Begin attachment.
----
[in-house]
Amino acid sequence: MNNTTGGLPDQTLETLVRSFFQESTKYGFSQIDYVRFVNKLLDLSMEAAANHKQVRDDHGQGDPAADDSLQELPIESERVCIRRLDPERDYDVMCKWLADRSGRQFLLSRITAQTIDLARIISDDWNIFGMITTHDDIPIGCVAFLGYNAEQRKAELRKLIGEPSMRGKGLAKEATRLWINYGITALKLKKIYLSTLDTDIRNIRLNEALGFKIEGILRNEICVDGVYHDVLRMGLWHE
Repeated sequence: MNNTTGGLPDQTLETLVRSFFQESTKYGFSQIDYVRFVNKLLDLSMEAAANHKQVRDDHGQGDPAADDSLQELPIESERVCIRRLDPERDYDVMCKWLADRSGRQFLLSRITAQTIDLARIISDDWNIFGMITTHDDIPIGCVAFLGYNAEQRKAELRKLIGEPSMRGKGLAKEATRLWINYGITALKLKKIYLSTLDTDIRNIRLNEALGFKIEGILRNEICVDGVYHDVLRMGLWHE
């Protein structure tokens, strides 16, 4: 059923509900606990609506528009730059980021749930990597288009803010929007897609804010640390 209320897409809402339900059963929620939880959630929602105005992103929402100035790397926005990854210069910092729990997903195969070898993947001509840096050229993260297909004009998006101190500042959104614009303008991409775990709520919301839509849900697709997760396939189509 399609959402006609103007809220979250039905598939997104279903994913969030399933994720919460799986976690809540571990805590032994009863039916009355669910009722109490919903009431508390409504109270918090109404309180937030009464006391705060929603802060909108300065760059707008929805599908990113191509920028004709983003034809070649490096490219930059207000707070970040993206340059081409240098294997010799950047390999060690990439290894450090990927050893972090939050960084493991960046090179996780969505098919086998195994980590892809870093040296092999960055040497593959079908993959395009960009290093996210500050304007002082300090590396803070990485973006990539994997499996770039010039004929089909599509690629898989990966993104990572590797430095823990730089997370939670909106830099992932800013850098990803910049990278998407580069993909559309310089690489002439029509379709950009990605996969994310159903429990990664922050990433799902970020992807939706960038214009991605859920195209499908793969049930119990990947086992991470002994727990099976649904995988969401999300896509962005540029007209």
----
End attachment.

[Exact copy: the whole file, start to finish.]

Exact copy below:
[in-house]
Amino acid sequence: MNNTTGGLPDQTLETLVRSFFQESTKYGFSQIDYVRFVNKLLDLSMEAAANHKQVRDDHGQGDPAADDSLQELPIESERVCIRRLDPERDYDVMCKWLADRSGRQFLLSRITAQTIDLARIISDDWNIFGMITTHDDIPIGCVAFLGYNAEQRKAELRKLIGEPSMRGKGLAKEATRLWINYGITALKLKKIYLSTLDTDIRNIRLNEALGFKIEGILRNEICVDGVYHDVLRMGLWHE
Repeated sequence: MNNTTGGLPDQTLETLVRSFFQESTKYGFSQIDYVRFVNKLLDLSMEAAANHKQVRDDHGQGDPAADDSLQELPIESERVCIRRLDPERDYDVMCKWLADRSGRQFLLSRITAQTIDLARIISDDWNIFGMITTHDDIPIGCVAFLGYNAEQRKAELRKLIGEPSMRGKGLAKEATRLWINYGITALKLKKIYLSTLDTDIRNIRLNEALGFKIEGILRNEICVDGVYHDVLRMGLWHE
């Protein structure tokens, strides 16, 4: 059923509900606990609506528009730059980021749930990597288009803010929007897609804010640390 209320897409809402339900059963929620939880959630929602105005992103929402100035790397926005990854210069910092729990997903195969070898993947001509840096050229993260297909004009998006101190500042959104614009303008991409775990709520919301839509849900697709997760396939189509 399609959402006609103007809220979250039905598939997104279903994913969030399933994720919460799986976690809540571990805590032994009863039916009355669910009722109490919903009431508390409504109270918090109404309180937030009464006391705060929603802060909108300065760059707008929805599908990113191509920028004709983003034809070649490096490219930059207000707070970040993206340059081409240098294997010799950047390999060690990439290894450090990927050893972090939050960084493991960046090179996780969505098919086998195994980590892809870093040296092999960055040497593959079908993959395009960009290093996210500050304007002082300090590396803070990485973006990539994997499996770039010039004929089909599509690629898989990966993104990572590797430095823990730089997370939670909106830099992932800013850098990803910049990278998407580069993909559309310089690489002439029509379709950009990605996969994310159903429990990664922050990433799902970020992807939706960038214009991605859920195209499908793969049930119990990947086992991470002994727990099976649904995988969401999300896509962005540029007209």